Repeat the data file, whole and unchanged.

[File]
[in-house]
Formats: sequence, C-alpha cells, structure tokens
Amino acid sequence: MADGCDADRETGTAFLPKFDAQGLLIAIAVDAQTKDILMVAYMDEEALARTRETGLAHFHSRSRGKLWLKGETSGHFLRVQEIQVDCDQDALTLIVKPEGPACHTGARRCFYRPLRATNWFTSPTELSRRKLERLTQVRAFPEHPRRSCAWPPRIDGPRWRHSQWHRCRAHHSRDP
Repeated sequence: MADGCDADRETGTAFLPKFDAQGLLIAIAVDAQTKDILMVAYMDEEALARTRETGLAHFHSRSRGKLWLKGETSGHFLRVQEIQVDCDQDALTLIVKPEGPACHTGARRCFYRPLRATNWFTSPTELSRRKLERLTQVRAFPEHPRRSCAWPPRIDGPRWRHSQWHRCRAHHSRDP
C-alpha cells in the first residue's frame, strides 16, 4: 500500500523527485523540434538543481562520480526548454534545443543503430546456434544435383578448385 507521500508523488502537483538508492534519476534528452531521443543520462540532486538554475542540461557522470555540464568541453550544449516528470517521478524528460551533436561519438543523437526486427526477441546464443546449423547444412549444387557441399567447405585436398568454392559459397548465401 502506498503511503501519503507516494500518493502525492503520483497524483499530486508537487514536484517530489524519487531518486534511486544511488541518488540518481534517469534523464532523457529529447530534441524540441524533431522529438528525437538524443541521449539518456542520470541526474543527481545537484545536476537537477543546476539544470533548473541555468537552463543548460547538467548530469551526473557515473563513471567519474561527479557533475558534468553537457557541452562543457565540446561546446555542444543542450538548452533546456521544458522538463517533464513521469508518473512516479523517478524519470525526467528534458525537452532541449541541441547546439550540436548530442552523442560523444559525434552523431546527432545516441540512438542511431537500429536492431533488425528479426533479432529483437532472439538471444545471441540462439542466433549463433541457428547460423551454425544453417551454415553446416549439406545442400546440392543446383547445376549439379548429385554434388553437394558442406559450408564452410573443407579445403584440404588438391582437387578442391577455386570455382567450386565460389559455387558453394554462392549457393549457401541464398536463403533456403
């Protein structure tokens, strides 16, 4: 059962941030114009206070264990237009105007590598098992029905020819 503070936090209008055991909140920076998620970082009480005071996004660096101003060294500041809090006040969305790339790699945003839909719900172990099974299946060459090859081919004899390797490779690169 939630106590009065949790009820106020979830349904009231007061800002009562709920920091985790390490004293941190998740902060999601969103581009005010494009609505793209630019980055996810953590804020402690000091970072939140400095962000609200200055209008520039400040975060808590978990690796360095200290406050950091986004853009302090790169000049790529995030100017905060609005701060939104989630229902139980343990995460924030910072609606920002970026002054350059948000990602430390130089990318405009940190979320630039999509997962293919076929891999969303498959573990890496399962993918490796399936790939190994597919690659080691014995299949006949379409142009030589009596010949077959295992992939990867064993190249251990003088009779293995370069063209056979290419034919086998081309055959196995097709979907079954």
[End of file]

[in-house]
Formats: sequence, C-alpha cells, structure tokens
Amino acid sequence: MADGCDADRETGTAFLPKFDAQGLLIAIAVDAQTKDILMVAYMDEEALARTRETGLAHFHSRSRGKLWLKGETSGHFLRVQEIQVDCDQDALTLIVKPEGPACHTGARRCFYRPLRATNWFTSPTELSRRKLERLTQVRAFPEHPRRSCAWPPRIDGPRWRHSQWHRCRAHHSRDP
Repeated sequence: MADGCDADRETGTAFLPKFDAQGLLIAIAVDAQTKDILMVAYMDEEALARTRETGLAHFHSRSRGKLWLKGETSGHFLRVQEIQVDCDQDALTLIVKPEGPACHTGARRCFYRPLRATNWFTSPTELSRRKLERLTQVRAFPEHPRRSCAWPPRIDGPRWRHSQWHRCRAHHSRDP
C-alpha cells in the first residue's frame, strides 16, 4: 500500500523527485523540434538543481562520480526548454534545443543503430546456434544435383578448385 507521500508523488502537483538508492534519476534528452531521443543520462540532486538554475542540461557522470555540464568541453550544449516528470517521478524528460551533436561519438543523437526486427526477441546464443546449423547444412549444387557441399567447405585436398568454392559459397548465401 502506498503511503501519503507516494500518493502525492503520483497524483499530486508537487514536484517530489524519487531518486534511486544511488541518488540518481534517469534523464532523457529529447530534441524540441524533431522529438528525437538524443541521449539518456542520470541526474543527481545537484545536476537537477543546476539544470533548473541555468537552463543548460547538467548530469551526473557515473563513471567519474561527479557533475558534468553537457557541452562543457565540446561546446555542444543542450538548452533546456521544458522538463517533464513521469508518473512516479523517478524519470525526467528534458525537452532541449541541441547546439550540436548530442552523442560523444559525434552523431546527432545516441540512438542511431537500429536492431533488425528479426533479432529483437532472439538471444545471441540462439542466433549463433541457428547460423551454425544453417551454415553446416549439406545442400546440392543446383547445376549439379548429385554434388553437394558442406559450408564452410573443407579445403584440404588438391582437387578442391577455386570455382567450386565460389559455387558453394554462392549457393549457401541464398536463403533456403
């Protein structure tokens, strides 16, 4: 059962941030114009206070264990237009105007590598098992029905020819 503070936090209008055991909140920076998620970082009480005071996004660096101003060294500041809090006040969305790339790699945003839909719900172990099974299946060459090859081919004899390797490779690169 939630106590009065949790009820106020979830349904009231007061800002009562709920920091985790390490004293941190998740902060999601969103581009005010494009609505793209630019980055996810953590804020402690000091970072939140400095962000609200200055209008520039400040975060808590978990690796360095200290406050950091986004853009302090790169000049790529995030100017905060609005701060939104989630229902139980343990995460924030910072609606920002970026002054350059948000990602430390130089990318405009940190979320630039999509997962293919076929891999969303498959573990890496399962993918490796399936790939190994597919690659080691014995299949006949379409142009030589009596010949077959295992992939990867064993190249251990003088009779293995370069063209056979290419034919086998081309055959196995097709979907079954």